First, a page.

That went until about late December when the team was on the East Coast. In the interim for a couple weeks, Brown used Holmes again and even tried Neemias Queta, a two-way contract holder and undeniable project. Len got some time against Denver in December, but outside the context of guarding Nikola Jokic—and only in the single game Domantas Sabonis missed with his thumb fracture—it seemed he was not playable; after all, he received no additional time despite performing decently in the first of two games against the Nuggets. 

And not long into January, Brown went back to Metu, who played well for a while, having his up’s and down’s throughout the last handful of months. 

Metu proves his worth in his athleticism and length. He runs the floor well, plays above the rim, which makes him a threat for grabbing a lob or residing in the dunker’s spot. The three-point shot that may have been blossoming in the final stretch of the season prior never materialized, but Metu was finding ways to make offensive impacts, especially if defensive stops were involved and the team was out and running.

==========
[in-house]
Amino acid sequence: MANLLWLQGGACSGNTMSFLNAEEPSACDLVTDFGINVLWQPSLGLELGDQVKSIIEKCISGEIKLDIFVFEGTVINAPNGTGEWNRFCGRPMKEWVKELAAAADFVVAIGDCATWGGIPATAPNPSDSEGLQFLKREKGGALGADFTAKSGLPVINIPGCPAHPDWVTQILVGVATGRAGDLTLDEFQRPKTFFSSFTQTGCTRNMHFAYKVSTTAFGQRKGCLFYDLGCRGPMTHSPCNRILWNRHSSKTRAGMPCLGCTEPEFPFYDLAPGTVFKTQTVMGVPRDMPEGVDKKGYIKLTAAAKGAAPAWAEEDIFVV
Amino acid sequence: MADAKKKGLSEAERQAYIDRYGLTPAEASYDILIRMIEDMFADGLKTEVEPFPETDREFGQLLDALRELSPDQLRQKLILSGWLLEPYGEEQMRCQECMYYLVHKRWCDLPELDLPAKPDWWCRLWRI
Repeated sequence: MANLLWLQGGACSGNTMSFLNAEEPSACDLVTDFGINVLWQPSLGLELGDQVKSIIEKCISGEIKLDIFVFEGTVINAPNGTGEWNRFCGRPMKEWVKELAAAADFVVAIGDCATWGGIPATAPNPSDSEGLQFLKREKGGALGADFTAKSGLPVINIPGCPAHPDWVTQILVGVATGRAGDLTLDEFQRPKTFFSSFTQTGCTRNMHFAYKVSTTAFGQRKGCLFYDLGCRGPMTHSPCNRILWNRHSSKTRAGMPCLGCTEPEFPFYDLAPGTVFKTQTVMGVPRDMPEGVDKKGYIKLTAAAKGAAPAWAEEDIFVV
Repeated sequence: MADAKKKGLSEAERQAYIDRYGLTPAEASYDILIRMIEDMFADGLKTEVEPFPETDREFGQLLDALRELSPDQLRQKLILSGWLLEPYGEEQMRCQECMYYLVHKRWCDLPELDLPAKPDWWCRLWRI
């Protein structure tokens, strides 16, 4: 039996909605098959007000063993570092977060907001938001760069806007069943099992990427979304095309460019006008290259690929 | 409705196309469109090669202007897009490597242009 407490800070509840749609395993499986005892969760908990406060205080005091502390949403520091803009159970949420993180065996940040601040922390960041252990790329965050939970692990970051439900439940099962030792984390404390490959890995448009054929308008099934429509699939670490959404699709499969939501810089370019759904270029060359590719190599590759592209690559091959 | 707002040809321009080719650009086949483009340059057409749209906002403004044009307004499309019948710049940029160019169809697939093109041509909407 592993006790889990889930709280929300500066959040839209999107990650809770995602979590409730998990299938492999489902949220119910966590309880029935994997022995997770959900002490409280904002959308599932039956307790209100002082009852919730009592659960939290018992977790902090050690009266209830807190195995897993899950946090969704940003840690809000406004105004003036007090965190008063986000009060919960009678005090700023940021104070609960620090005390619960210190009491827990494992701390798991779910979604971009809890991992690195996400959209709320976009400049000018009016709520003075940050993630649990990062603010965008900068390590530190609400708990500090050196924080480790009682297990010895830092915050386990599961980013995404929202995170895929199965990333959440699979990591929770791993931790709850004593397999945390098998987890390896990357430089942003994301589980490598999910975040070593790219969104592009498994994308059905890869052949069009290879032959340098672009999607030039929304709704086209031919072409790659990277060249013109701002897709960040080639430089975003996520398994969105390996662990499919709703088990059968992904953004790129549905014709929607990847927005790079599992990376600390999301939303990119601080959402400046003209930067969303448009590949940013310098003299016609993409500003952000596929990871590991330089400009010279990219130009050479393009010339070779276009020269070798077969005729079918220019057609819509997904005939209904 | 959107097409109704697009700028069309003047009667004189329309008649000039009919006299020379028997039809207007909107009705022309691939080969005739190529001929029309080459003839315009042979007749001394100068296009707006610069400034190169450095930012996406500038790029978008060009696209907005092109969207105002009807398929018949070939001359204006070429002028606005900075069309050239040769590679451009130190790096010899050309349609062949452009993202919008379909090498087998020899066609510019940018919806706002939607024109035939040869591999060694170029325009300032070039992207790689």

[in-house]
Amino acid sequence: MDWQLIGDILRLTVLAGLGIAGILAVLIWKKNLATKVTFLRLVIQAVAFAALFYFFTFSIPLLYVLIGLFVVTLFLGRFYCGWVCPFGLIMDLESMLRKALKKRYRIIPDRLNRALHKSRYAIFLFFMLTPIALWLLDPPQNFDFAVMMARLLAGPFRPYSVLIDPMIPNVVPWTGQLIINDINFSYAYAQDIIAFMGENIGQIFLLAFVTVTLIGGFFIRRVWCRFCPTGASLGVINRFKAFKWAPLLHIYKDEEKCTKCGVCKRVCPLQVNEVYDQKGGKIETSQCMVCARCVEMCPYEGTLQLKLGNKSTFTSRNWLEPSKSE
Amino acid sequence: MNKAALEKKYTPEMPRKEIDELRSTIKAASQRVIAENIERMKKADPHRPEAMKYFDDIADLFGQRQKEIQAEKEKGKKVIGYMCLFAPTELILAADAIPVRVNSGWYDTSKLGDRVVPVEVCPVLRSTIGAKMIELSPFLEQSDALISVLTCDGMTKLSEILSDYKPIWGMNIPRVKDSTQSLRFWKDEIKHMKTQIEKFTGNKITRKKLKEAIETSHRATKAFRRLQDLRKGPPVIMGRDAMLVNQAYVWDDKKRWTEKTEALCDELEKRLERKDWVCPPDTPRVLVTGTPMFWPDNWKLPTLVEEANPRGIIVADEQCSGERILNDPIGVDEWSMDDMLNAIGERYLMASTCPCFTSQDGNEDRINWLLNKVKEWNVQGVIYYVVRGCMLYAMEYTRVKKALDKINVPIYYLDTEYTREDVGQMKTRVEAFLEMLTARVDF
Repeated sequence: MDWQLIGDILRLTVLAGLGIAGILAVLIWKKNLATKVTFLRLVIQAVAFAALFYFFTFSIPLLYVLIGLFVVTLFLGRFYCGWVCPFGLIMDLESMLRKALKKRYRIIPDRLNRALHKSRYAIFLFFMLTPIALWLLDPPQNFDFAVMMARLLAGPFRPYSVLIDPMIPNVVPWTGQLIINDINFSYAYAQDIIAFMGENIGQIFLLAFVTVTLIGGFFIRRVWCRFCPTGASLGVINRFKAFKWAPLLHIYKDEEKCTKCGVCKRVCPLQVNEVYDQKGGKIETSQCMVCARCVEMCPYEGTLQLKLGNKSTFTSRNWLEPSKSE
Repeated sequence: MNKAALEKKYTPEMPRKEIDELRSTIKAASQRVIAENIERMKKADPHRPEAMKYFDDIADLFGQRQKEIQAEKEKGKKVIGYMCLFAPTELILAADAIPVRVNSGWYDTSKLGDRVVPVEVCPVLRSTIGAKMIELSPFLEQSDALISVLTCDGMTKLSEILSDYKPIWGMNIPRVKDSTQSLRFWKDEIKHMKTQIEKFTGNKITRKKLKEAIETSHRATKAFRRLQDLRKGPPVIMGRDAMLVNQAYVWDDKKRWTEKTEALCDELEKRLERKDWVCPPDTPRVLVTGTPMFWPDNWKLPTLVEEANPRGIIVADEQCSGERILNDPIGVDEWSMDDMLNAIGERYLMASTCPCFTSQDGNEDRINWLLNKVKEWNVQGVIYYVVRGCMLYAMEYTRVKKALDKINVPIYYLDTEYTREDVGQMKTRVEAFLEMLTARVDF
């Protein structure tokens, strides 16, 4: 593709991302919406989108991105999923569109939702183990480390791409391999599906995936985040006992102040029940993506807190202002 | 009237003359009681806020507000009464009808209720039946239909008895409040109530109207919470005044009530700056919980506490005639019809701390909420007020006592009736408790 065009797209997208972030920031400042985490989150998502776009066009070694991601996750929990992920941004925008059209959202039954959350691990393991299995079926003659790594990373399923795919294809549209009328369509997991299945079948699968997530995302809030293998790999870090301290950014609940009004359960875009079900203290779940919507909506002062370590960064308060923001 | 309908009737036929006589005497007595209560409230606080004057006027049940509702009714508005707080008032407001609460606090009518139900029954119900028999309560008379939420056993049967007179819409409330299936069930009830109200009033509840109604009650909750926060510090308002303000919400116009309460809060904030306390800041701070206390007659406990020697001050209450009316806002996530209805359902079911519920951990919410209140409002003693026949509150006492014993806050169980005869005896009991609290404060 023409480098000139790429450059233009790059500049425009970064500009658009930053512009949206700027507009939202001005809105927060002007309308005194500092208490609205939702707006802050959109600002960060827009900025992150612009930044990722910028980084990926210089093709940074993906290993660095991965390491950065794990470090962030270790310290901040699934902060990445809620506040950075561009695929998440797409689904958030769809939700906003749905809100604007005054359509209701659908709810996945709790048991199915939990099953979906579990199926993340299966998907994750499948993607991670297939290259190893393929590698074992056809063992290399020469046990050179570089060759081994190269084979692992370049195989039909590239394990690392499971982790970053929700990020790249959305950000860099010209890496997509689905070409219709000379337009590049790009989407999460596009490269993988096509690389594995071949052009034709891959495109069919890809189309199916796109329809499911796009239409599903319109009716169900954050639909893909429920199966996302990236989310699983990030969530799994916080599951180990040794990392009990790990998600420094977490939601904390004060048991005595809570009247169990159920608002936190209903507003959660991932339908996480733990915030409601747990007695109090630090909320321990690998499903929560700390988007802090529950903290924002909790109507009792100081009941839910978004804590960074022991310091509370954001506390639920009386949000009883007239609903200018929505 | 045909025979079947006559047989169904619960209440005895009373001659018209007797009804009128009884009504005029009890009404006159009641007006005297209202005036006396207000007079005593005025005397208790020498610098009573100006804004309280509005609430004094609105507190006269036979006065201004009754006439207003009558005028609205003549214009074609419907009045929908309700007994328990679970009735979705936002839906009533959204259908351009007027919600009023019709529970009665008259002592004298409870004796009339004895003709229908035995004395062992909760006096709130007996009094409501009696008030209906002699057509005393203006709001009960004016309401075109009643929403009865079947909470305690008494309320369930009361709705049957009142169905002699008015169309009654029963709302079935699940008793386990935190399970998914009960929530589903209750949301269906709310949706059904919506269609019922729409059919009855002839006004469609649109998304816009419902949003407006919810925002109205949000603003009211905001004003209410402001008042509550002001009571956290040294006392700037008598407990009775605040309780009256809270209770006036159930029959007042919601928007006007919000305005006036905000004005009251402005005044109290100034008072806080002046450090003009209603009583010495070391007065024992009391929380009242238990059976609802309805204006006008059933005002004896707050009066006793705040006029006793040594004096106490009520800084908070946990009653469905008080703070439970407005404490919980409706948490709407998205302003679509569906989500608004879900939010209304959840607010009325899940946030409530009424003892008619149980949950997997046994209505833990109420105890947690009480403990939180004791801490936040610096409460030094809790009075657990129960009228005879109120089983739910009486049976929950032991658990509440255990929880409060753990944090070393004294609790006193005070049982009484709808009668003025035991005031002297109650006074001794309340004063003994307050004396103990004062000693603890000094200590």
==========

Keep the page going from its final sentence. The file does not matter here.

But Metu has his issues. First of all, he’s the definition of a small 5. What else would you call him? And that lack of an outside shot hurts him, whether or not fans have fond or scornful memories of him putting up jumpers. Plus, while he did a better job of avoiding being trigger happy, he had his fair share of moments where his offensive mindset had him trying to play outside himself, something that appeared to be a big reason he lost the job the first time.